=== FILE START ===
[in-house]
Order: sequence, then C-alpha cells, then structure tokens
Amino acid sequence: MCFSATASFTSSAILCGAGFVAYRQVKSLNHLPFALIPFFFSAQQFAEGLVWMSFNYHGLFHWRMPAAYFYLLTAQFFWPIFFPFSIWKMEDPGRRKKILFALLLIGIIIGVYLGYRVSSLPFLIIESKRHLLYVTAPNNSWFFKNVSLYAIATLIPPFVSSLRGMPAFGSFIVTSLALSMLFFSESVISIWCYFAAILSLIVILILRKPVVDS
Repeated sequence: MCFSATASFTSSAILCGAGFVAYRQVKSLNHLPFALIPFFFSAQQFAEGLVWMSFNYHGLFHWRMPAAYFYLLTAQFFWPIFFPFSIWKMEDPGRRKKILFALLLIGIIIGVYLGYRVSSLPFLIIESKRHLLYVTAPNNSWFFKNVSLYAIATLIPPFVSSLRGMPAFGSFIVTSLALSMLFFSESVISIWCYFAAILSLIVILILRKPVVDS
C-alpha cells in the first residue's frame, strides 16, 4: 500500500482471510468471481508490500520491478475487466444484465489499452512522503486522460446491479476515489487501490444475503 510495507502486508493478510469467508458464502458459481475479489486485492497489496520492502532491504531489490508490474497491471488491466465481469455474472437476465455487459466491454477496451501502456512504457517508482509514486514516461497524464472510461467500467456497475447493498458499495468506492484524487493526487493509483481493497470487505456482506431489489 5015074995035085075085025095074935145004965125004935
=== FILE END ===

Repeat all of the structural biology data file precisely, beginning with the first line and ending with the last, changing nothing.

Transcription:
[in-house]
Order: sequence, then C-alpha cells, then structure tokens
Amino acid sequence: MCFSATASFTSSAILCGAGFVAYRQVKSLNHLPFALIPFFFSAQQFAEGLVWMSFNYHGLFHWRMPAAYFYLLTAQFFWPIFFPFSIWKMEDPGRRKKILFALLLIGIIIGVYLGYRVSSLPFLIIESKRHLLYVTAPNNSWFFKNVSLYAIATLIPPFVSSLRGMPAFGSFIVTSLALSMLFFSESVISIWCYFAAILSLIVILILRKPVVDS
Repeated sequence: MCFSATASFTSSAILCGAGFVAYRQVKSLNHLPFALIPFFFSAQQFAEGLVWMSFNYHGLFHWRMPAAYFYLLTAQFFWPIFFPFSIWKMEDPGRRKKILFALLLIGIIIGVYLGYRVSSLPFLIIESKRHLLYVTAPNNSWFFKNVSLYAIATLIPPFVSSLRGMPAFGSFIVTSLALSMLFFSESVISIWCYFAAILSLIVILILRKPVVDS
C-alpha cells in the first residue's frame, strides 16, 4: 500500500482471510468471481508490500520491478475487466444484465489499452512522503486522460446491479476515489487501490444475503 510495507502486508493478510469467508458464502458459481475479489486485492497489496520492502532491504531489490508490474497491471488491466465481469455474472437476465455487459466491454477496451501502456512504457517508482509514486514516461497524464472510461467500467456497475447493498458499495468506492484524487493526487493509483481493497470487505456482506431489489 5015074995035085075085025095074935145004965125004935